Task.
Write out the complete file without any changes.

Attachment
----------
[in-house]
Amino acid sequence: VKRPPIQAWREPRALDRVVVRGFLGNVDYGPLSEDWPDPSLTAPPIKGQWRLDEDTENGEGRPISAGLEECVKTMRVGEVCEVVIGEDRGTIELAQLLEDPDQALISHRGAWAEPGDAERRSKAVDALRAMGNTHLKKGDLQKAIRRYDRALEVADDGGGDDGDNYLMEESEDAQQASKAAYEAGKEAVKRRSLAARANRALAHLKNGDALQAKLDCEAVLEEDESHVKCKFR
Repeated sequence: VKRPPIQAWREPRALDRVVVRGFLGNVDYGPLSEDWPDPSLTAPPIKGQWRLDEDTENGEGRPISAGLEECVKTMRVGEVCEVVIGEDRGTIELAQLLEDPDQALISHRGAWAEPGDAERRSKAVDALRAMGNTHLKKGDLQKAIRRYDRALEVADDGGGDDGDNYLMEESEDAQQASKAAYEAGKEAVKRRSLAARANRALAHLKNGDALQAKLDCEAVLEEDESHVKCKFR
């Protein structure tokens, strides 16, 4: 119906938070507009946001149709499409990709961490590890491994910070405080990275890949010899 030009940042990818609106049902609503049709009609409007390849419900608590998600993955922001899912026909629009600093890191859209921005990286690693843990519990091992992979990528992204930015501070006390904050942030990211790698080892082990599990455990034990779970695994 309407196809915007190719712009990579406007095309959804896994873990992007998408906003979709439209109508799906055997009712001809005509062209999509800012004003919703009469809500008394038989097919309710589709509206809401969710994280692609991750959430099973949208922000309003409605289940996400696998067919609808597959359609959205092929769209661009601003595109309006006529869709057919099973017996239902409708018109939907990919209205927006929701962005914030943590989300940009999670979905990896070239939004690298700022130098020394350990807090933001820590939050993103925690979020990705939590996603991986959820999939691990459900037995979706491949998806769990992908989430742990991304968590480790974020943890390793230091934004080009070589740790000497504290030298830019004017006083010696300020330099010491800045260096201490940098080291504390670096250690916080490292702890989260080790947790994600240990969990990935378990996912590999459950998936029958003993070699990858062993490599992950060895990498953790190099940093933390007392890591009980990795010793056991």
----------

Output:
[in-house]
Amino acid sequence: VKRPPIQAWREPRALDRVVVRGFLGNVDYGPLSEDWPDPSLTAPPIKGQWRLDEDTENGEGRPISAGLEECVKTMRVGEVCEVVIGEDRGTIELAQLLEDPDQALISHRGAWAEPGDAERRSKAVDALRAMGNTHLKKGDLQKAIRRYDRALEVADDGGGDDGDNYLMEESEDAQQASKAAYEAGKEAVKRRSLAARANRALAHLKNGDALQAKLDCEAVLEEDESHVKCKFR
Repeated sequence: VKRPPIQAWREPRALDRVVVRGFLGNVDYGPLSEDWPDPSLTAPPIKGQWRLDEDTENGEGRPISAGLEECVKTMRVGEVCEVVIGEDRGTIELAQLLEDPDQALISHRGAWAEPGDAERRSKAVDALRAMGNTHLKKGDLQKAIRRYDRALEVADDGGGDDGDNYLMEESEDAQQASKAAYEAGKEAVKRRSLAARANRALAHLKNGDALQAKLDCEAVLEEDESHVKCKFR
């Protein structure tokens, strides 16, 4: 119906938070507009946001149709499409990709961490590890491994910070405080990275890949010899 030009940042990818609106049902609503049709009609409007390849419900608590998600993955922001899912026909629009600093890191859209921005990286690693843990519990091992992979990528992204930015501070006390904050942030990211790698080892082990599990455990034990779970695994 309407196809915007190719712009990579406007095309959804896994873990992007998408906003979709439209109508799906055997009712001809005509062209999509800012004003919703009469809500008394038989097919309710589709509206809401969710994280692609991750959430099973949208922000309003409605289940996400696998067919609808597959359609959205092929769209661009601003595109309006006529869709057919099973017996239902409708018109939907990919209205927006929701962005914030943590989300940009999670979905990896070239939004690298700022130098020394350990807090933001820590939050993103925690979020990705939590996603991986959820999939691990459900037995979706491949998806769990992908989430742990991304968590480790974020943890390793230091934004080009070589740790000497504290030298830019004017006083010696300020330099010491800045260096201490940098080291504390670096250690916080490292702890989260080790947790994600240990969990990935378990996912590999459950998936029958003993070699990858062993490599992950060895990498953790190099940093933390007392890591009980990795010793056991």